29. März 2019
Desert Door is a line of sotol produced from West Texas-grown evergreen sotol (Dasylirion texanum) – also known as the Desert Spoon plant
The Desert Door process begins by harvesting the plant in West Texas. Once they reach maturity, wild sotol plants are harvested, trimmed, and cooked in steam, converting stored energy into sugar. The plant sugars are extracted and fermented in tanks for five days. The resulting mash is distilled in a custom-built, dual-head copper column still. The taste of the spirit reflects the growing conditions and landscape of its desert home.
Based on historical artifacts and other findings, sotol was first used by Native Americans living in Texas more than 13,000 years ago. Over the last 250 years, West Texans have been moonshining sotol in makeshift homemade stills, and the spirit is also made by a handful of producers throughout Northern Mexico, particularly in the states of Chihuahua, Durango, and Coahuila. The Desert Spoon plant, which is one of 16 species within the Dasylirion genus, takes up to 15 years to reach maturity.
Desert Door Original Texas Sotol (750ml, 80 proof, 40% ABV): A versatile and complex spirit that is organic, low calorie, and perfect for cocktails. With herbaceous and vegetal notes that leave the palate with a crisp earthiness, a hint of floral mint, and just the right amount of sweetness to calm it down.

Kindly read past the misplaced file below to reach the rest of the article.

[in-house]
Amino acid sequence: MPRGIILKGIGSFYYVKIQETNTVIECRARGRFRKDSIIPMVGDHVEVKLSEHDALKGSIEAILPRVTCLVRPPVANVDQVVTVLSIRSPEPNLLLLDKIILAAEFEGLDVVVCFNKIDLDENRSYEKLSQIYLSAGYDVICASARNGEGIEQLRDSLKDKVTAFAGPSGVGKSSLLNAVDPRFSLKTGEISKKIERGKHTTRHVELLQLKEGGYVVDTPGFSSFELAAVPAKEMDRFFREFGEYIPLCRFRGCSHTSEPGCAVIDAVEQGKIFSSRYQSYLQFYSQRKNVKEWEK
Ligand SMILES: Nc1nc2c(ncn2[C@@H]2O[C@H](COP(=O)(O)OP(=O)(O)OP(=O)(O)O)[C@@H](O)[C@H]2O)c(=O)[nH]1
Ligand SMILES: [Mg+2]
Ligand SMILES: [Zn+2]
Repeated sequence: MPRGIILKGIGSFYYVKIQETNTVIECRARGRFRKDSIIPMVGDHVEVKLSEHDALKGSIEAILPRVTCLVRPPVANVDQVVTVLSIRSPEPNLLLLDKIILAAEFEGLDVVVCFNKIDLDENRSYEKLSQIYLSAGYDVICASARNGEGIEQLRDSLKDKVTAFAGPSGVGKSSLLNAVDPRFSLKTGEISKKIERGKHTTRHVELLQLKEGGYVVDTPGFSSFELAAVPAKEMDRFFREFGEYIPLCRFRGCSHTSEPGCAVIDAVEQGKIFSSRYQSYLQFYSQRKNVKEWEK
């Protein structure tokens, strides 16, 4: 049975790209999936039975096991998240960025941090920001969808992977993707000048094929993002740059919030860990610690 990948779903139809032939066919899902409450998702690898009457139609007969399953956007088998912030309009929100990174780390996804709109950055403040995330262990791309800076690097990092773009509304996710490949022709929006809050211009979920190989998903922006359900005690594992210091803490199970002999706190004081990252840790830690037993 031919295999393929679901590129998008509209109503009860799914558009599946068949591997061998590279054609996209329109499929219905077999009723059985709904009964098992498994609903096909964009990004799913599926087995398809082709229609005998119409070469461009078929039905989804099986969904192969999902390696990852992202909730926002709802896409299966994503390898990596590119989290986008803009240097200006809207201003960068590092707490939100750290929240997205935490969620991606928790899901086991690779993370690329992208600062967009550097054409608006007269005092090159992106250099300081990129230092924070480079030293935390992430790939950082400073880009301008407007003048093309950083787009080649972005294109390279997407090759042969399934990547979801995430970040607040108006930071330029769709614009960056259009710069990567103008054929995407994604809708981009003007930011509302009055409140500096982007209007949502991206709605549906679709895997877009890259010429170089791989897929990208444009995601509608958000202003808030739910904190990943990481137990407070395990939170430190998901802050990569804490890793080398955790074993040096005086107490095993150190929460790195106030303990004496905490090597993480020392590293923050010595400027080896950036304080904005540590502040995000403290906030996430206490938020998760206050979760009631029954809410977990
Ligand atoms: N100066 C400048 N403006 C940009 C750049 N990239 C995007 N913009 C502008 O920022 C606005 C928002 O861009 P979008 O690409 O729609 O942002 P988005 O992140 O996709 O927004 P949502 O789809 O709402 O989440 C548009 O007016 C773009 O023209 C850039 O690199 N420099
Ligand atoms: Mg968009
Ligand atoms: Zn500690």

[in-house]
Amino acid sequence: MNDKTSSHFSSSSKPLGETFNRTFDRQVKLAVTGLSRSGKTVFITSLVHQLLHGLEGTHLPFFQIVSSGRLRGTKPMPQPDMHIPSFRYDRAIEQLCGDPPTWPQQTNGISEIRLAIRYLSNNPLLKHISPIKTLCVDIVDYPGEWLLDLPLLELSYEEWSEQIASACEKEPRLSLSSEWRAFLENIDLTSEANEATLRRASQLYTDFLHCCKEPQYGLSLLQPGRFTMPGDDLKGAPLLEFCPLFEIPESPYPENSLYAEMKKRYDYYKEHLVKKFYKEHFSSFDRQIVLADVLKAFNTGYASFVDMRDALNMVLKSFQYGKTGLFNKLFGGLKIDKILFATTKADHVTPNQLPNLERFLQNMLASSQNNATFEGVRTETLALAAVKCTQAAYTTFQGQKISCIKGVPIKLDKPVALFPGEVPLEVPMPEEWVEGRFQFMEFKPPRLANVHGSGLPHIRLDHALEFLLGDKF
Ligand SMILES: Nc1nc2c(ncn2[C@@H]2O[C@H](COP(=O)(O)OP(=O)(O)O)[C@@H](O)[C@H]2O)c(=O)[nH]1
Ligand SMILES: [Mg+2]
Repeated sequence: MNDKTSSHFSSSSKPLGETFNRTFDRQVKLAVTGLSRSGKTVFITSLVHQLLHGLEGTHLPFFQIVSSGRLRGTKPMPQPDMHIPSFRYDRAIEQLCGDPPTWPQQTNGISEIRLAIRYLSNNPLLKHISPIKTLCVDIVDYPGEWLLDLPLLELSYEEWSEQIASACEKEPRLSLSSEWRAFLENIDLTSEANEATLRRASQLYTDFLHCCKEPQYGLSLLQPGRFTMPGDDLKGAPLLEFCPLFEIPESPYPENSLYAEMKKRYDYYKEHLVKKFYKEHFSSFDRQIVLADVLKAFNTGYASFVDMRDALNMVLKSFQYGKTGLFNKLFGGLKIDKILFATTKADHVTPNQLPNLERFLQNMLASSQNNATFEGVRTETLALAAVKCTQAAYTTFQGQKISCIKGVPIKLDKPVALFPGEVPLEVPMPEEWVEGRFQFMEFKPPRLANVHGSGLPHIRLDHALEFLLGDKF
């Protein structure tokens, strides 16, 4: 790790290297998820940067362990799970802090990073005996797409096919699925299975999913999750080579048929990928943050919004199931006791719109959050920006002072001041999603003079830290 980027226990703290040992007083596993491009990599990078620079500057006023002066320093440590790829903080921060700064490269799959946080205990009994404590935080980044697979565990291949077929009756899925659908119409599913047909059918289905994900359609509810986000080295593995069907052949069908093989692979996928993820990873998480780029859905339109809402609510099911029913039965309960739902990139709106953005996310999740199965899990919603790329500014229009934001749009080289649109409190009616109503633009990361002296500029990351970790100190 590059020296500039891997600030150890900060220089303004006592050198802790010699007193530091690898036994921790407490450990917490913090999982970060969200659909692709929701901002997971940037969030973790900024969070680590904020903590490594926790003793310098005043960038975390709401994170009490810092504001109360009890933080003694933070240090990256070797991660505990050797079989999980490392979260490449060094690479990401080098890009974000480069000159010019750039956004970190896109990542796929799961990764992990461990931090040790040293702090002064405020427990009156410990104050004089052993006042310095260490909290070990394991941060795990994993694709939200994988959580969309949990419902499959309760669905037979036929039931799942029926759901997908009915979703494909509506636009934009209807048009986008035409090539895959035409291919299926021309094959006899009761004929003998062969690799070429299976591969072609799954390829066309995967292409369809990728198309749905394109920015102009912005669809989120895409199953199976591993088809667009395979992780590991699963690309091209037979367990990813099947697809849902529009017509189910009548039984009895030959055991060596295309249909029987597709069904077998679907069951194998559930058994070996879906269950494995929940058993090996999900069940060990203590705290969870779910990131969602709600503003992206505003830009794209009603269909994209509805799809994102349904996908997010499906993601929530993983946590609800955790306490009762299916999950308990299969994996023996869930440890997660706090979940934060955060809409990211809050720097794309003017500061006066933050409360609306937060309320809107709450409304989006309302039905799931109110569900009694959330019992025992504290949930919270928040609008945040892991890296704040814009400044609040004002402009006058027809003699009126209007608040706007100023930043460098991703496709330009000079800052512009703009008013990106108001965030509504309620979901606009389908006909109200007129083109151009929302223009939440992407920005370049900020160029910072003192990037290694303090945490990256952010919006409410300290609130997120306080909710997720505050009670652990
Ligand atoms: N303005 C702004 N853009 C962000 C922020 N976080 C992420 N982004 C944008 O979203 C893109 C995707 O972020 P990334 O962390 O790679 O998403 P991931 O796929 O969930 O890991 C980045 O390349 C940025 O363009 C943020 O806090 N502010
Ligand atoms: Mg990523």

Desert Door Oak-Aged Sotol (750ml, 100 proof, 50% ABV): An ultra-premium sipping spirit aged in new American charred white oak barrels. Reminiscent of a fine aged bourbon with the warmth of brandy, but retaining the unique and wild flavors that only Texas Sotol can deliver. The aged variation starts with caramel vanilla, mint and floral notes, drawing touches of oak and a subtle hint of smoke through the aging process with a sweet earthy finish leaving impressions of white peppercorn, rose water, and oaky vanilla.
Texans Judson Kauffman, Ryan Campbell, and Brent Looby are the founders of Desert Door. Kauffman, Campbell, and Looby met while attending The University of Texas McCombs School of Business. An elective course on entrepreneurship planted the seed for the trio that would lead to the group developing the first sotol distillery in the nation shortly after getting their MBAs.
Images: Allyson Campbell; PR